HUMBL claims it uses “over 20,000” lines of proprietary code to create crypto trading strategies for its users.
Yet many of the trading strategies offered by HUMBL appear quite simple. For instance, the Block 3 product had just purchased a portfolio of 50% BTC, 25% ETH, and 25% of Litecoin when we signed up for it. Later, the allocation shifted to 50% BTC, 25% Litecoin, and 25% DigiByte.
We don’t think a simple product is a bad thing, but it is unclear how thousands of lines of code factor into optimizing such a portfolio and what would justify the $5/month fee.
A key part of HUMBL’s perceived credibility is its claim to be making meaningful inroads as a payments business operating in markets around the world. According to CEO Brian Foote:
“The 375 million people using Apple Pay are not the total addressable market. HUMBL was built to serve the other 7 billion global consumers for whom the cost, use, and movement of money is on a very different grid.”
On the company’s first call with investors back in December, Foote explained that one reason HUMBL is based in San Diego is its proximity to Mexico:
“Part of the reason our business was born here is the majority of merchants in Mexico are in cash still, like so physical paper bills and coins.”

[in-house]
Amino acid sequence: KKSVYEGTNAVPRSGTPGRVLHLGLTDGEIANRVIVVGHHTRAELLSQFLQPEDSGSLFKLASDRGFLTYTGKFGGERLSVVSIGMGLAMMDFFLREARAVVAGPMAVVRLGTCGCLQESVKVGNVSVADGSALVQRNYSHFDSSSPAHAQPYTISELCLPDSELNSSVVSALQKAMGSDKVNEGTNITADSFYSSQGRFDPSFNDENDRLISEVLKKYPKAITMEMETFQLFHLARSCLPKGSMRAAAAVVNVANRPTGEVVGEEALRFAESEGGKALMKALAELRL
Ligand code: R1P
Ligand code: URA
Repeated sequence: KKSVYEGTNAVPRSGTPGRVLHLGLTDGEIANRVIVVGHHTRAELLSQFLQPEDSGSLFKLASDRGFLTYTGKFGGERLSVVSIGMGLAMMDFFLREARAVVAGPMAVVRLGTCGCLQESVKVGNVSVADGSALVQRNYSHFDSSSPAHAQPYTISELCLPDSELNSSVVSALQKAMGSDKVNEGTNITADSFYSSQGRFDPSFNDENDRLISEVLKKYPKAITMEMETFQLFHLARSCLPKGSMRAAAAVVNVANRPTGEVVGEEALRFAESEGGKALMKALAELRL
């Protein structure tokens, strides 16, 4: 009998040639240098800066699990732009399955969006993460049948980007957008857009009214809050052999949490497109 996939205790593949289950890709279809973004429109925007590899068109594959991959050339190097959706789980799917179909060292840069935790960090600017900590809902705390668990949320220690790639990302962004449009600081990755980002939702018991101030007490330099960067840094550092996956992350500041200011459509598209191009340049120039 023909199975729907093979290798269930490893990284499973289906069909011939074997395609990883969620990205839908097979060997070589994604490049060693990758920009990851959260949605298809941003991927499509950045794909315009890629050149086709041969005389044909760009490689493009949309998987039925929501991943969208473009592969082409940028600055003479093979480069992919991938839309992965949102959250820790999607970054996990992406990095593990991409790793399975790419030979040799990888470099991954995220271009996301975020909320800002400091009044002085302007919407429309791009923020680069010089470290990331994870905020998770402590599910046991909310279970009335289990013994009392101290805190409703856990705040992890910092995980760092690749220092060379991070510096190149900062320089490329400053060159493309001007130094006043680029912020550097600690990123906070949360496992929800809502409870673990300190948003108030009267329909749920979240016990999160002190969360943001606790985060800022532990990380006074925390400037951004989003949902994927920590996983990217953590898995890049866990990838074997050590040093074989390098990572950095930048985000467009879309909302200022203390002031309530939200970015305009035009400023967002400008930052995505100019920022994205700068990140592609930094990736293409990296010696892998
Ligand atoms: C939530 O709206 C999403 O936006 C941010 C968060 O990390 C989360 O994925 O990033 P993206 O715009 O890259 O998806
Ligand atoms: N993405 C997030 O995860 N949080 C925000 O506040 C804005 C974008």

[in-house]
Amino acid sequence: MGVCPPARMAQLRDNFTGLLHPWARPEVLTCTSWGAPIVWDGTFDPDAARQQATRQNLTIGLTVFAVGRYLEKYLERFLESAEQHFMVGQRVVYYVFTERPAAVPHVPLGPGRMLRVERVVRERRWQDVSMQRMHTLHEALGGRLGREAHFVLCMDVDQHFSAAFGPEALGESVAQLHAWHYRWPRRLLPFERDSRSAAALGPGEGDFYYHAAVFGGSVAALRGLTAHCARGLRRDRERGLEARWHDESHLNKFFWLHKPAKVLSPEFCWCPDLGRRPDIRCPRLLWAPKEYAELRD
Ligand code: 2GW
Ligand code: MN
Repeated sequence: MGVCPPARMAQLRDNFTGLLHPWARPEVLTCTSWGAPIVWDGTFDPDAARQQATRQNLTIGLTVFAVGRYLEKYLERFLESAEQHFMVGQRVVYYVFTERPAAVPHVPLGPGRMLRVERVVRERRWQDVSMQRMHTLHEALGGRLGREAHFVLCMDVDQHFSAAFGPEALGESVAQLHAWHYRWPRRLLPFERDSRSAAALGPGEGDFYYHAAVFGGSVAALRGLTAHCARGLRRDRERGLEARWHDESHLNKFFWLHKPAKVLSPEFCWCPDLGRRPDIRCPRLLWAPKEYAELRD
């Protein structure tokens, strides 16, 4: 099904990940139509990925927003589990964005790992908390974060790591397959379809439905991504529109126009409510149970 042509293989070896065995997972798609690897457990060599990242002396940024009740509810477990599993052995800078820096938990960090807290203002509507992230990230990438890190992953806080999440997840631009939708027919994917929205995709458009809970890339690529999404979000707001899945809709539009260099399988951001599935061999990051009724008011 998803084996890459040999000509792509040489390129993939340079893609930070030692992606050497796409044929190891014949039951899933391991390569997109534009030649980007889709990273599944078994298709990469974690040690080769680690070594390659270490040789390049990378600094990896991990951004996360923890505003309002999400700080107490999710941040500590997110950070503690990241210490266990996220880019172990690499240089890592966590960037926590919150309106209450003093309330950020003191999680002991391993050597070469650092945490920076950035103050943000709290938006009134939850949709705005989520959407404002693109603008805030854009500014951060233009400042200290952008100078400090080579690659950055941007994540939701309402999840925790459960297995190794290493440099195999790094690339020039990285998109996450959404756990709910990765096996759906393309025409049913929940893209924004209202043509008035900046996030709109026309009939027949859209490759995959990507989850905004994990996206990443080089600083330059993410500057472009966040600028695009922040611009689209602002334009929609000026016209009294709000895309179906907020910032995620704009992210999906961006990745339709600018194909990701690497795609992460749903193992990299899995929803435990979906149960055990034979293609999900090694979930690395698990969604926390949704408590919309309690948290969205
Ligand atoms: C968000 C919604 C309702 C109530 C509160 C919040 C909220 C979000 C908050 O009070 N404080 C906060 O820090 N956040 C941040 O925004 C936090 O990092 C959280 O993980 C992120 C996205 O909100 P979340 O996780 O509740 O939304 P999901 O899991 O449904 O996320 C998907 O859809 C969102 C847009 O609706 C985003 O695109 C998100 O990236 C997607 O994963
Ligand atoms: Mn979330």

At the time, Foote said the company was surprised by the strong demand for the app among merchants in Mexico:
“I challenged our Mexico sales team. I said ‘OK. Go sign up 100 merchants in a week.’ They came back with 300 merchants in three days.” [Dec. 9, 2020 call, 26:00]
Five months later, however, we couldn’t find anywhere near 300 merchants on HUMBL Pay in Mexico.
Using the map feature, we located 19 merchants in total and identified 2 as accepting HUMBL payments. We reached out to ask about the app:
On December 1st, HUMBL announced a successful pilot with merchants in Mexico. The release quoted a tour operator named Fernando Cuevas:
“HUMBL® instantly makes life easier for me, my business and my customers here in Mexico. Being able to pay people for goods and services digitally with HUMBL®, enables my customers to spend more time enjoying their trips, and less time seeking out ATM’s and cash payment options everywhere we go.”
On December 9th, the company posted a video to its website called “A Borderless Day In Baja” which featured a group of visitors touring Mexico with Cuevas, using HUMBL to pay merchants and transfer money to each other.
The video included a stop for a photo op with a Tijuana donkey named Monica painted with zebra stripes. The owner of the zebra donkey accepted HUMBL, per the video: